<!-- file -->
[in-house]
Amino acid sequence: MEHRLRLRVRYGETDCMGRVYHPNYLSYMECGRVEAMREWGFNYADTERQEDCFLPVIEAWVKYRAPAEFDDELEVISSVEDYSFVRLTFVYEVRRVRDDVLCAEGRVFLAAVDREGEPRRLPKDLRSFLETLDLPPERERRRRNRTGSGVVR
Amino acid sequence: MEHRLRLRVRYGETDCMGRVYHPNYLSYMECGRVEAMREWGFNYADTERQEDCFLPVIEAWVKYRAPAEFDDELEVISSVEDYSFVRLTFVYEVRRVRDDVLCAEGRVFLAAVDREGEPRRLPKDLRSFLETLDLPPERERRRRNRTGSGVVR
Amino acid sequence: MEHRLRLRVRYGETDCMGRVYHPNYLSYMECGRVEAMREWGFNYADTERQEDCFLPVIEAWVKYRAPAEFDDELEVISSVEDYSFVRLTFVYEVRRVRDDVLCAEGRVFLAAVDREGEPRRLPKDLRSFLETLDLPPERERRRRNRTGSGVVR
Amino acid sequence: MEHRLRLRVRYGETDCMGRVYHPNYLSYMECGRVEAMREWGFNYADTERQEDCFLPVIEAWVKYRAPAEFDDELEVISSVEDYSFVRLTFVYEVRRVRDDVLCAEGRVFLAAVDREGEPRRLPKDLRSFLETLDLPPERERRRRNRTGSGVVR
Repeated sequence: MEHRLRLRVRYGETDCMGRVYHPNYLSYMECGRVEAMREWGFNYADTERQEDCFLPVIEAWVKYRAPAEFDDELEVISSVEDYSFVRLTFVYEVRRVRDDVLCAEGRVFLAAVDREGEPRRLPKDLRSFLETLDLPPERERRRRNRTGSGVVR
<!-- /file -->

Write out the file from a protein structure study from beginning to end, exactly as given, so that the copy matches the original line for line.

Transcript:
[in-house]
Amino acid sequence: MEHRLRLRVRYGETDCMGRVYHPNYLSYMECGRVEAMREWGFNYADTERQEDCFLPVIEAWVKYRAPAEFDDELEVISSVEDYSFVRLTFVYEVRRVRDDVLCAEGRVFLAAVDREGEPRRLPKDLRSFLETLDLPPERERRRRNRTGSGVVR
Amino acid sequence: MEHRLRLRVRYGETDCMGRVYHPNYLSYMECGRVEAMREWGFNYADTERQEDCFLPVIEAWVKYRAPAEFDDELEVISSVEDYSFVRLTFVYEVRRVRDDVLCAEGRVFLAAVDREGEPRRLPKDLRSFLETLDLPPERERRRRNRTGSGVVR
Amino acid sequence: MEHRLRLRVRYGETDCMGRVYHPNYLSYMECGRVEAMREWGFNYADTERQEDCFLPVIEAWVKYRAPAEFDDELEVISSVEDYSFVRLTFVYEVRRVRDDVLCAEGRVFLAAVDREGEPRRLPKDLRSFLETLDLPPERERRRRNRTGSGVVR
Amino acid sequence: MEHRLRLRVRYGETDCMGRVYHPNYLSYMECGRVEAMREWGFNYADTERQEDCFLPVIEAWVKYRAPAEFDDELEVISSVEDYSFVRLTFVYEVRRVRDDVLCAEGRVFLAAVDREGEPRRLPKDLRSFLETLDLPPERERRRRNRTGSGVVR
Repeated sequence: MEHRLRLRVRYGETDCMGRVYHPNYLSYMECGRVEAMREWGFNYADTERQEDCFLPVIEAWVKYRAPAEFDDELEVISSVEDYSFVRLTFVYEVRRVRDDVLCAEGRVFLAAVDREGEPRRLPKDLRSFLETLDLPPERERRRRNRTGSGVVR